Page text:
Module Details

LT936-7-AU-CO: Us Nationalism And Regionalism

Year: 2016/17
Department: Literature, Film, and Theatre Studies
Essex credit: 20
ECTS credit: 10
Available to Study Abroad / Exchange Students: Yes
Full Year Module Available to Study Abroad / Exchange Students for a Single Term: No
Outside Option: No

Staff
Supervisor: Dr Owen Robinson
Teaching Staff: Dr Owen Robinson
Contact details: LiFTS Taught Team - email liftstt@essex.ac.uk. Telephone 01206 872626

Module is taught during the following terms
Autumn Spring Summer

Module Description

"We have listened too long to the courtly muses of Europe," wrote Ralph Waldo Emerson in 1837, as part of a call for US letters to develop distinctively to further the distinctiveness of the United States project itself: how can the nation reach its potential if it is not prepared to think of itself as new, independent, and important? As well as materially, America needs to think itself into fruition.

This module will study of some major writers from the nineteenth century onwards, with reference to (i) the development of US nationalism and the idea of a national tradition of literature; (ii) the development of regionalism and the construction of ideas of the local, with particular reference to the South and the West; (iii) how such processes relate to wider transnational considerations, to ask how national and regional identities relate to others beyond the borders of the United States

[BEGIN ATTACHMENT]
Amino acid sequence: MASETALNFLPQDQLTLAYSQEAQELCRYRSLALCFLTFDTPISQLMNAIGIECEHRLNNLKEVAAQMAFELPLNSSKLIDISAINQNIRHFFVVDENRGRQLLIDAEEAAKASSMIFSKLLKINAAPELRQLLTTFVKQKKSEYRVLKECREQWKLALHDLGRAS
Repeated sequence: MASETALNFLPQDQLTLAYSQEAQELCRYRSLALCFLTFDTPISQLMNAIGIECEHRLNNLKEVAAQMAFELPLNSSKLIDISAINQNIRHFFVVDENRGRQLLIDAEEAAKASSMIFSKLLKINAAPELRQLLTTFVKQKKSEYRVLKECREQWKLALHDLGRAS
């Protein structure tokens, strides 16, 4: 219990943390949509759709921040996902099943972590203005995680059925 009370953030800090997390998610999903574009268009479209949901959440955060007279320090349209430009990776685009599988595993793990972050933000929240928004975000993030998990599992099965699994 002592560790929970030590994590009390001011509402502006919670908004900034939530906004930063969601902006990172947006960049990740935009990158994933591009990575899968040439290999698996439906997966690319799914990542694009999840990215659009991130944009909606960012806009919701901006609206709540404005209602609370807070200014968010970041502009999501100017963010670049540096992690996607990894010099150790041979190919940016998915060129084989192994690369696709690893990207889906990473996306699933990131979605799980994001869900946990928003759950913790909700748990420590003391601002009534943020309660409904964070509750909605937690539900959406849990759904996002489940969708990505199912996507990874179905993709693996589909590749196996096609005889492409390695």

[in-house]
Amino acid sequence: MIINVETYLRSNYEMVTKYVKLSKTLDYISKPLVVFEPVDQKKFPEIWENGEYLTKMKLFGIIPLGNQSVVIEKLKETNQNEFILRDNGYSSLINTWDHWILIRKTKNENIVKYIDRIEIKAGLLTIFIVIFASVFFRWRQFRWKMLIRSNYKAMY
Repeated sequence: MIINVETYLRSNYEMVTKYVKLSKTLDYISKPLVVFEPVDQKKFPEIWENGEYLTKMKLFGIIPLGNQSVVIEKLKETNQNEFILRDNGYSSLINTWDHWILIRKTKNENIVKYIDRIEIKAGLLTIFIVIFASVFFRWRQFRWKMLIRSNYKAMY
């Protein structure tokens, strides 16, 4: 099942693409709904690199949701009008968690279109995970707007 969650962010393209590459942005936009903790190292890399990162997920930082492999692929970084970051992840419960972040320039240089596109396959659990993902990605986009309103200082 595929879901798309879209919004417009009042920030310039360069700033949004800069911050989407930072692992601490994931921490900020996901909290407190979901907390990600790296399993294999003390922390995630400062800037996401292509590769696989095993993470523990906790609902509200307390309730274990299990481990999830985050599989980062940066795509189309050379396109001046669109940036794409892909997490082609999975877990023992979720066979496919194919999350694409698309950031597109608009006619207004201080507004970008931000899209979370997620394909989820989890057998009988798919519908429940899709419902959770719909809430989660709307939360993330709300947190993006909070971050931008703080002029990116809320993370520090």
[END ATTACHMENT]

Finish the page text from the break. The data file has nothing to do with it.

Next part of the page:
Module Supervisor's Research into Subject Area
Dr Owen Robinson has published and taught widely on the literature of the United States. His research is centred on writing from and about the US South, considering it in relation both to the wider United States and in terms of its relations with other places in the Americas. He is the author of Creating Yoknapatawpha: Readers and Writers in Faulkner's Fiction (Routledge, 2006) and several articles and book chapters on Faulkner and other writers. He is currently working on writing focussed on New Orleans, with his book Myriad City: Towards a Literary Geography of New Orleans due to be published by Liverpool University Press in 2016. With Maria Cristina Fumagalli, Peter Hulme, and Lesley Wylie, he is co-editor of Surveying the American Tropics: A Literary Geography from New York to Rio (Liverpool University Press, 2013).

Learning and Teaching Methods

One two-hour seminar per week for ten weeks

Assessment

100 per cent Coursework Mark

Coursework

One 5,000 word essay

Bibliography

  • Extracts from Ralph Waldo Emerson, J. Hector St. John de Crevecour, Frederick Douglass
  • Walt Whitman, Leaves of Grass (1855 edition)
  • Herman Melville, 'Bartleby, the Scrivener' and Benito Cereno
  • Mark Twain, Life on the Mississippi
  • William Faulkner, Absalom, Absalom!
  • Carson McCullers, The Member of the Wedding
  • M. Scott Momaday, House Made of Dawn
  • Cormac McCarthy, The Crossing
  • E. L. Doctorow, Homer and Langley
  • Toni Morrison, Beloved

Further information